I made a huge mess of my life the first half of 2017. I won’t go into detail about the mess part right now, but the series of events and the epiphanies I had about my actions and my character were bad enough for me to experience a quarter-life crisis.
For some time, I felt like I was worthless. I felt like I had no direction. I felt like I had been given the world only to destroy the good things because they did not fit into my narrow ideal of what I “really” wanted. I knew that my situation was my own fault. It hurt. A lot.
Here are some of the lessons I learned.
Often times, good enough is good enough.
I used to be an idealist. I held a very specific idea of how my life should be. I will make $X/year. I will work X hours per week. I will have X kind of partner. I will do X and only X with my life. Such a mentality blinded me to the good in my life and prevented me from appreciating what I had. I didn’t realize until it was far too late that I actually had things pretty good.
Not everything is going to fit into some narrow view of how your life “ought” to be. In fact, major things in your life are probably far from perfect, and probably always will be. And that’s okay.
You will never have the perfect job. You will never have the perfect relationship. Reality about things you don’t have complete control over will never match what you feel like it should be. And even if it did, there’s nothing stopping you from moving your mental goalposts to some even more impossible standard and beginning to find things you dislike about your circumstances.
My job isn’t ideal. My possessions aren’t ideal. My apartment isn’t ideal (though it’s very nice). My relationships with the people around me aren’t ideal, and there is probably some work I can put in to better that. But there is plenty of good in my life, and I like it as it is well enough.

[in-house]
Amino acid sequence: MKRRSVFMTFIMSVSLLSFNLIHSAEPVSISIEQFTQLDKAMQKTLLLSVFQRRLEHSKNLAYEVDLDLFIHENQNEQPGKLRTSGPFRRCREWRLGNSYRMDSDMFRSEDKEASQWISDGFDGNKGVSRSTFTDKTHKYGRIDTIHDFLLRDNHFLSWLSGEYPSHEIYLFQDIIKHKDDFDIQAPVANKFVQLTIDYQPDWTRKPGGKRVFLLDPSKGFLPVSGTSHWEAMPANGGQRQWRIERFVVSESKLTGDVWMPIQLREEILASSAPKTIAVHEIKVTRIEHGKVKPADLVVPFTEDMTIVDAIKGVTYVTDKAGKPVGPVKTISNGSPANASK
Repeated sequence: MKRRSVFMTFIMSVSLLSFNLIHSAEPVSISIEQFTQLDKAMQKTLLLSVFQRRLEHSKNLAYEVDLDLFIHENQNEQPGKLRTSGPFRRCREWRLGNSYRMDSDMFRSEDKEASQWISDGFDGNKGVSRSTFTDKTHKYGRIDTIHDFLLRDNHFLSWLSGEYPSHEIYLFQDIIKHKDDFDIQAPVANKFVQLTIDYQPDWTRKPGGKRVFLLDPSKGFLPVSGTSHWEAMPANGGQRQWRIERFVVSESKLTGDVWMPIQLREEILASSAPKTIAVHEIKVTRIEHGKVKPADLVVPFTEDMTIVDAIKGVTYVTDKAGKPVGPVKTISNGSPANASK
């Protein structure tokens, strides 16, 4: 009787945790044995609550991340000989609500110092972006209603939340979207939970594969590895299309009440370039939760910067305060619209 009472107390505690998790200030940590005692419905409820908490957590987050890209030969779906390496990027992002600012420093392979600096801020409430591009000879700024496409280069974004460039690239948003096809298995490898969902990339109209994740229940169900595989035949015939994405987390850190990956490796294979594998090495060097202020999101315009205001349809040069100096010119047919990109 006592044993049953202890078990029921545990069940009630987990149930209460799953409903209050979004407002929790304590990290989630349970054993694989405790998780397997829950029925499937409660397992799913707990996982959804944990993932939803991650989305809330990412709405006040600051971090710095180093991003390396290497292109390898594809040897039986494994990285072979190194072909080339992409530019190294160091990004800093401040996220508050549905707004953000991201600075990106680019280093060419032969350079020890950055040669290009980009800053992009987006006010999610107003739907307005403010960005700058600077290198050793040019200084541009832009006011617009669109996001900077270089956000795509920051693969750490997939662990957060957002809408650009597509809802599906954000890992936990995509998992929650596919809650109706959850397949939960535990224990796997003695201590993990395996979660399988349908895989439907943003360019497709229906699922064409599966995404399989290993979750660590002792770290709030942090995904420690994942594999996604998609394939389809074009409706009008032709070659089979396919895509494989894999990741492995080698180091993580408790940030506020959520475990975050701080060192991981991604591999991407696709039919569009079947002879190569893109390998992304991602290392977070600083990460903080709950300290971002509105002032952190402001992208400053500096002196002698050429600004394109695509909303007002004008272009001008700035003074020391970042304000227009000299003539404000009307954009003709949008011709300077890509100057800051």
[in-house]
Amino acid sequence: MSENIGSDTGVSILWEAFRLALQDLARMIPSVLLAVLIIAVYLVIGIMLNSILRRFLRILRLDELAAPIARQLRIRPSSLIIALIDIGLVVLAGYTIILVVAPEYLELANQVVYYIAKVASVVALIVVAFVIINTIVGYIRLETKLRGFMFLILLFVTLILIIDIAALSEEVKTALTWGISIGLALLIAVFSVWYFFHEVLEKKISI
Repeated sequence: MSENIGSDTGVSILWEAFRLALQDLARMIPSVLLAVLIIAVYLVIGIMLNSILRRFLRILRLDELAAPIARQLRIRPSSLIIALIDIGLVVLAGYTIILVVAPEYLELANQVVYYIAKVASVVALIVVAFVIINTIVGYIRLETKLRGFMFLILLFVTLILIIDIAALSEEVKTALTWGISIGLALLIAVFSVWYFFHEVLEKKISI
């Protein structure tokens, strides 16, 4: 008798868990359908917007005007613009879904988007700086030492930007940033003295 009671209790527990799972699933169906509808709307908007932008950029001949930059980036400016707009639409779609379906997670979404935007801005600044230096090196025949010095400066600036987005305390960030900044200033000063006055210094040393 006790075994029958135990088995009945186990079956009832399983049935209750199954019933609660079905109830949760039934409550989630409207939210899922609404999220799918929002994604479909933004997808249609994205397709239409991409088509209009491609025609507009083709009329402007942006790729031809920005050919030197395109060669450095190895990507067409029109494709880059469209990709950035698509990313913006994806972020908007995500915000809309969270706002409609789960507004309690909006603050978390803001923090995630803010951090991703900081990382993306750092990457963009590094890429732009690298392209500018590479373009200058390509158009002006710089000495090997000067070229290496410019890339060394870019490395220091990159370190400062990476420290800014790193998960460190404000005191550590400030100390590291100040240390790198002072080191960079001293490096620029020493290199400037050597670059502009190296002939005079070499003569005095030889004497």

I control my mood, not other people or circumstances.
This ties into the first item, but I used to think it was outside influences making me miserable. If only I had a better job. If only I had a better girlfriend. If only I had more money. Then I would be happy. I spent a big portion of the last twelve months miserable because I thought these external circumstances were holding me from happiness. Sure, I’d heard all the stuff about how happiness starts from within, or something like that. But ideas like that were the furthest thing from my mind because my job sucks, man!
The truth is, there are always going to be things you dislike in your life. If there weren’t, you would have no sense of true life because your life would just be a steady stream of pleasure, a flatline. On a heart rate monitor, it doesn’t matter where on the screen the flatline is placed, because if you’re flatlining, you’re dead. It is only with ups and downs, highs and lows, that we can truly experience and appreciate life, corny as that sounds.
Thinking about doing something is not the same thing as actually doing something.
This one sounds really obvious, but have you ever stressed out over finishing a project while spending little working time on it only to have it consume your peace of mind and your sense of control over your time? It’s kind of like that. I used to always fret about working on my personal projects, which would seep into how I interacted with people. My loss of sense of control harmed how I viewed and interacted with my relationships. I came to think that spending time with people I cared about was a waste of time because I could be using that time to work on my projects.
I couldn’t appreciate doing anything that wasn’t my projects. Not work, not people, not hobbies. After everything, this attitude stressed me out way more than any actual effort I was making to work on my projects.
I recognize now that self-improvement can have dedicated time while still making ample time for my friends and family.
In the end, I made a lot of mistakes, and I have hopefully learned my lessons. I say hopefully because now that things are good, it’s easy for me to feel good about myself. I won’t know how much of this I’ve truly internalized until I end up in some other mess, whether it’s by my own hand or it’s caused by unforeseen circumstances.
Here’s to a year of learning, for better or for worse.